Sharks

Vegas picks defenseman Schlemko from Sharks in expansion draft

Vegas picks defenseman Schlemko from Sharks in expansion draft

UPDATE (6:28pm PT on Wednesday): The Las Vegas Golden Knights have selected Sharks defenseman David Schlemko in the 2017 NHL Expansion Draft.

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A few hours before the Vegas Golden Knights roster was set to be unveiled, word leaked on which Sharks player they have selected.

Defenseman David Schlemko will be headed to the expansion team, which will begin play in the fall, according to TSN’s Pierre LeBrun.

A source told NBC Sports California that there is no side deal or trade between the Sharks and Golden Knights. Vegas is simply selecting one of the available players that the Sharks did not protect ahead of the expansion draft.

It’s possible that the Golden Knights are selecting Schlemko with the purpose of trading him to another team. The 30-year-old is signed for the next three years at a reasonable $2.1 million salary cap hit.

The Sharks should have internal options to replace Schlemko, who, in his only season with the Sharks, notched two goals and 16 assists for 18 points in 62 games while skating primarily on the third defense pair with Brenden Dillon.

Dylan DeMelo, who has served as the seventh defenseman for each of the last two seasons, could finally break through to earn a full time spot in the active lineup. Tim Heed and Joakim Ryan, who both spent the majority of the 2016-17 season with the AHL Barracuda, were signed to two-year contract extensions late last week and could be ready to break through.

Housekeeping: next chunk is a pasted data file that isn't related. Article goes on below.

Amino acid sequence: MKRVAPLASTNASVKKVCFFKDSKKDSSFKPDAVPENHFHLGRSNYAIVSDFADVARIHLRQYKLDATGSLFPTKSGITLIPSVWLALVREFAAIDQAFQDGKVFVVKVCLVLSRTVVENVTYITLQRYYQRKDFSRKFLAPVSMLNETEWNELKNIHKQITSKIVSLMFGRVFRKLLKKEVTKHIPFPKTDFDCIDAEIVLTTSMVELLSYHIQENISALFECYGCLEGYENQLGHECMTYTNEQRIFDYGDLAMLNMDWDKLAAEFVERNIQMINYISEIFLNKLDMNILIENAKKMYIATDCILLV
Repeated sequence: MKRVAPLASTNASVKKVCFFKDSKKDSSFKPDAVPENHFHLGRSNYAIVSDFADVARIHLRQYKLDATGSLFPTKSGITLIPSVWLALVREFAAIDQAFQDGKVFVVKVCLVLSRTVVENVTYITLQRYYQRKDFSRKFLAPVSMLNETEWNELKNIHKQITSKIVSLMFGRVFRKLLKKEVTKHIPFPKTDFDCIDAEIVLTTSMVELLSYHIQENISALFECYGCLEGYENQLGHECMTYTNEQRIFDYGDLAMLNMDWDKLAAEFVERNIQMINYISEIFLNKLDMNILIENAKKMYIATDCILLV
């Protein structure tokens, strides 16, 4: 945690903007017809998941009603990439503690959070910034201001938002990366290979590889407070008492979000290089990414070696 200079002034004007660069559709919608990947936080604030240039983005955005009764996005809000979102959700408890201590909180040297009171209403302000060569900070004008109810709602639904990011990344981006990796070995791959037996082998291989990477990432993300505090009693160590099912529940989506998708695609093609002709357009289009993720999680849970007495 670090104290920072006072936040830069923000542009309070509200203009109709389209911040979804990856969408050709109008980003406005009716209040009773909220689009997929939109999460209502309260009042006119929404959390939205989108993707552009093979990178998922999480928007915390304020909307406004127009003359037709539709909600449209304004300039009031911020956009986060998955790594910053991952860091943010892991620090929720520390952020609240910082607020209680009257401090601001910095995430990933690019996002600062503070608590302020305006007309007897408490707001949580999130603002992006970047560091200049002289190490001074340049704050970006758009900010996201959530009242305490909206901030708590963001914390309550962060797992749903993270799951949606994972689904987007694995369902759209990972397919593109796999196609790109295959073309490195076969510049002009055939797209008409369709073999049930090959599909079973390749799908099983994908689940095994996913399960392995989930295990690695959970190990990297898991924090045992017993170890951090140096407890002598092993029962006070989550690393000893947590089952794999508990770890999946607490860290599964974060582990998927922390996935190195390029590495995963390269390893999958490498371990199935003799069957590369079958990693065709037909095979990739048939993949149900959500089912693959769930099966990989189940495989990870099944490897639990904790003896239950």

By selecting Schlemko, Vegas is passing on other available Sharks like Dillon, Paul Martin, Joel Ward and Mikkel Boedker.

Sharks point to botched third-period penalty kill after loss to Panthers

Sharks point to botched third-period penalty kill after loss to Panthers

In a steep loss, it can be hard to pinpoint exactly where things went wrong. In the Sharks' 6-2 loss to the Florida Panthers on Monday night, though, there was one point late in the game where the wheels really seemed to come off. 

For the most part, the game wasn’t completely out of San Jose’s reach. Heck, after the Sharks tied the game up 2-2 ahead of the second intermission, they looked primed to grab the lead in the third period and get back into the win column. Then, they gave up two power-play goals at the start of the final frame, and the game got away from them.

“That was the difference,” captain Joe Pavelski told reporters in South Florida after the loss. “They came out and scored two quick power-play goals, and sometimes it can happen as quick as that.”

“Quick” is right. The game was still tied when Evander Kane was sent to the penalty box 1:56 into the third for high-sticking Panthers center Nick Bjugstad. Bjugstad drew bad and San Jose needed four minutes of lockdown hockey – of the stellar effort their penalty kill put on the ice night after night earlier in the season.

Instead, they gave up two power-play goals in nine seconds.

“We were in a good spot,” Sharks coach Peter DeBoer said of heading into the penalty kill with the tie, adding he didn’t think Kane was making an undisciplined play when he got penalized. However “at that point, we need a big kill, we need a big save. We didn’t get either.”

[RELATED: Karlsson will miss final games before NHL All-Star break]

Through their recent seven-game winning streak, the Sharks were able to minimize their mistakes. Whether playing against the highly-competitive Vegas Golden Knights or the less-adequate Ottawa Senators, San Jose played a detailed and defensive game that helped exploit their opponents’ weak spots. In Monday’s loss to Florida, the Sharks didn’t play up to that same level for a full 60 minutes. 

“We weren’t doing the little things right (and) that hurt us at the end,” Timo Meier acknowledged. “I think we were sloppy at some points of the game that cost us some goals.”